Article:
Adding controls dynamically allows you complete flexibility over your user interface. VB6 supported dynamic control addition, but the addition of controls was inconsistent with the model of declaring an object, creating a new instance of the object, and adding that object to a parent container.
VB6 supported adding controls to a form using a syntax that is more consistent with late-binding COM syntax than an object creation syntax (see Listing 16.7 for a VB6 example). Dynamic control creation in Visual Basic .NET is close enough that you should be able to make the transition easily enough (see Listing 16.8).
Listing 16.7 Dynamic control creation in VB6
1: Option Explicit 2: 3: Private WithEvents Button As CommandButton 4: 5: Private Sub Button_Click() 6: MsgBox "Hello" 7: End Sub 8: 9: Private Sub Form_Load() 10: Set Button = _ 11: Form1.Controls.Add("VB.CommandButton", "Dynamic") 12: Button.Left = 100 13: Button.Top = 100 14: Button.Visible = True 15: Button.Caption = "Dynamic" 16: End Sub
Lines 9 through 16 create and add the dynamic control in VB6. Line 11 both creates and adds a CommandButton using the library.controlname syntax, and returns the dynamic object to the Button variable. Lines 12 through 15 locate and name the control. A limitation here is wiring the control up to an event handler; the programmer must declare the WithEvents statement at design time. Requiring the WithEvents statement at design time limits dynamic control creation to some extent; this is necessary because there is no programmable equivalent to delegates in VB6.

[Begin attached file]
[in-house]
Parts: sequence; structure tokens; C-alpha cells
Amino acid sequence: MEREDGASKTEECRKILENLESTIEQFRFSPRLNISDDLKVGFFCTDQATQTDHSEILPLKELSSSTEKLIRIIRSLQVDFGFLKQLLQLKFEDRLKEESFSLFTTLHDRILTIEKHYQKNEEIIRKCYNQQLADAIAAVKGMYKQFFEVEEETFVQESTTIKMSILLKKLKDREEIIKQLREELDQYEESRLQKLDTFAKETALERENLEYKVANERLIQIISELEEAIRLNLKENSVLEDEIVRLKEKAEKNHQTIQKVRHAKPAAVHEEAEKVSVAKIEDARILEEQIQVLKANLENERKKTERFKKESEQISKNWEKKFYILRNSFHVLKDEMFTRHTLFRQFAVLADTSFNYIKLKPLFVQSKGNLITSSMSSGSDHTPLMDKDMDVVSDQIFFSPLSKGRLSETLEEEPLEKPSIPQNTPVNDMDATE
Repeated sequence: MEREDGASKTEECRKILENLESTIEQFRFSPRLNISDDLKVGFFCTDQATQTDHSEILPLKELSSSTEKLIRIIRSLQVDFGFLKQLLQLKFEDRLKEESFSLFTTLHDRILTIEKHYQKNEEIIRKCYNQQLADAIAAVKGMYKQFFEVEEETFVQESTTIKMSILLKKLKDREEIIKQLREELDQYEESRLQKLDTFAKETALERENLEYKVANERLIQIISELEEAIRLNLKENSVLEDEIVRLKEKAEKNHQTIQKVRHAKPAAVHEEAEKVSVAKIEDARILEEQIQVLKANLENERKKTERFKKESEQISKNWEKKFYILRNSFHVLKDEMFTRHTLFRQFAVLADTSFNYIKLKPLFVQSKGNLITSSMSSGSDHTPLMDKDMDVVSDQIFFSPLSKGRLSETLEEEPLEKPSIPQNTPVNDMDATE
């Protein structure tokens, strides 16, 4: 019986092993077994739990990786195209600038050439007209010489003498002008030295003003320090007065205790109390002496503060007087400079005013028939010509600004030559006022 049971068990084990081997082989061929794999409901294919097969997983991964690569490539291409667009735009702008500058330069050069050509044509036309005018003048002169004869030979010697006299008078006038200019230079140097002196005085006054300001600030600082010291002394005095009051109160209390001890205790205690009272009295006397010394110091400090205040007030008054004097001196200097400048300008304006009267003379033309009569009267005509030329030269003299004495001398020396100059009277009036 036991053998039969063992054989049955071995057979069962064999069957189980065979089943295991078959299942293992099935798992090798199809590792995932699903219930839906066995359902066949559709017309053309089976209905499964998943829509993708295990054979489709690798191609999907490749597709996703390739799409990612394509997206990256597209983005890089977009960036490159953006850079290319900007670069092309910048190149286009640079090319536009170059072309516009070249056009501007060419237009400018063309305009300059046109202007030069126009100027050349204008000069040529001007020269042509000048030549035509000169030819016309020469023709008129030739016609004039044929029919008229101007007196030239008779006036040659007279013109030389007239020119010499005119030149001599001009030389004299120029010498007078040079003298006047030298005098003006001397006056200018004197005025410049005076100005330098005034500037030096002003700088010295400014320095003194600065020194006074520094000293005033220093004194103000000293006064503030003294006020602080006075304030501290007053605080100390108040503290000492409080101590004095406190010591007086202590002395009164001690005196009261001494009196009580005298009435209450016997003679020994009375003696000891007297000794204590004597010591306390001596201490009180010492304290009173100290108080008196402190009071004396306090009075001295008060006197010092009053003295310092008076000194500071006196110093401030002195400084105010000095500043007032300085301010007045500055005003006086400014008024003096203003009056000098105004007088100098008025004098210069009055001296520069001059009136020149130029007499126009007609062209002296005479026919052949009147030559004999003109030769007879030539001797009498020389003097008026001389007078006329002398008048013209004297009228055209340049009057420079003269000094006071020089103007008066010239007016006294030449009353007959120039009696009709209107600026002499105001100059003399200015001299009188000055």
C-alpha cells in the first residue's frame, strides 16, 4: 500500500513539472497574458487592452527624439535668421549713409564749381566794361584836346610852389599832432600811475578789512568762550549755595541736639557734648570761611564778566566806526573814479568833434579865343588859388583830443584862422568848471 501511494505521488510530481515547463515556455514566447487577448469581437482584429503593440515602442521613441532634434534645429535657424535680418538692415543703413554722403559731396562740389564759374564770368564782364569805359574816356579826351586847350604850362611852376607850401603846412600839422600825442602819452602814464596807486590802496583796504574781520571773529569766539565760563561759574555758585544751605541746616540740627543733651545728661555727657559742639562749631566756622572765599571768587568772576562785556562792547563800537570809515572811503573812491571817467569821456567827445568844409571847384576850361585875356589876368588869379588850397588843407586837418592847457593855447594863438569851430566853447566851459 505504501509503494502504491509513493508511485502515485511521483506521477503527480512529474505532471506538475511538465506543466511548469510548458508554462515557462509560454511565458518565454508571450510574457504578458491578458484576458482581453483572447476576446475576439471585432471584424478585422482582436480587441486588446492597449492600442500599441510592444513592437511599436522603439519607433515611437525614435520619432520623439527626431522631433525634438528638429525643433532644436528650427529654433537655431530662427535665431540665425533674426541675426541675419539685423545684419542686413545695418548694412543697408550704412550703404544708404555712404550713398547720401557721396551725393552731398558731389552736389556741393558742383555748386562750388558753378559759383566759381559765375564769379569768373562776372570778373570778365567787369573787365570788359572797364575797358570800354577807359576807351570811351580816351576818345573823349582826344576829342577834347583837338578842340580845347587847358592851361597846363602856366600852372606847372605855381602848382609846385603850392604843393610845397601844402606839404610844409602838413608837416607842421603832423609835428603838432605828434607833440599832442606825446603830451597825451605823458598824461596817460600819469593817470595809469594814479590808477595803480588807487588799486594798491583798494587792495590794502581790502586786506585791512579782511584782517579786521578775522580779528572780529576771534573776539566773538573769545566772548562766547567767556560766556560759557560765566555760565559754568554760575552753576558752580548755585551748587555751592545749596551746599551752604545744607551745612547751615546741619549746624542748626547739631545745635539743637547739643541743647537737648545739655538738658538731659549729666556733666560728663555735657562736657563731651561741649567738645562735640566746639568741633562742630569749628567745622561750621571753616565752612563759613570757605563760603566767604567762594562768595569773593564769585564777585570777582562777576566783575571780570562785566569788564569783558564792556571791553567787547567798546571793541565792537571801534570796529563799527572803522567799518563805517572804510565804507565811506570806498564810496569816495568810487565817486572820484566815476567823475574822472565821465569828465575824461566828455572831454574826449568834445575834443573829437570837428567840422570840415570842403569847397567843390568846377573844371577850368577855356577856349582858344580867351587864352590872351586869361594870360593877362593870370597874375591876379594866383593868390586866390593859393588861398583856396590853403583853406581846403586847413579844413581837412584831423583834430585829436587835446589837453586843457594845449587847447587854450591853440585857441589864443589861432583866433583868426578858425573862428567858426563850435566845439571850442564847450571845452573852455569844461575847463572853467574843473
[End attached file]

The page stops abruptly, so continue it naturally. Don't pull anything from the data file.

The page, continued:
Listing 16.8 Dynamic control creation in Visual Basic .NET
1: Private Sub Form1_Load(ByVal sender As System.Object, _ 2: ByVal e As System.EventArgs) Handles MyBase.Load 3: 4: Dim Button As New Button() 5: Button.Text = "Dynamic" 6: Button.Location = New Point(10, _ 7: Controls.Count * Button.Height) 8: AddHandler Button.Click, AddressOf Form1_Load 9: Controls.Add(Button) 10: 11: End Sub
Listing 16.8 creates a new Button on line 4, and assigns the Button object to a variable named Button. The button's caption is added on line 5, and the Button.Location property is established on lines 6 and 7. Line 8 adds the event handler dynamically, and the Button is added to the form's Controls array on line 9.
When the dynamic control is added to the form's Controls collection on line 9, the Button control will receive messages, including a paint message to display the control.
Notice that you still have to have codein the case of the Button, an EventHandlerto respond to user inputs. Everything else about the code is completely dynamic.
The steps are identical for adding any controls to your applications at runtime. You can dynamically create as many controls as you need, all you have to do is ensure that you have somewhere to wire them to.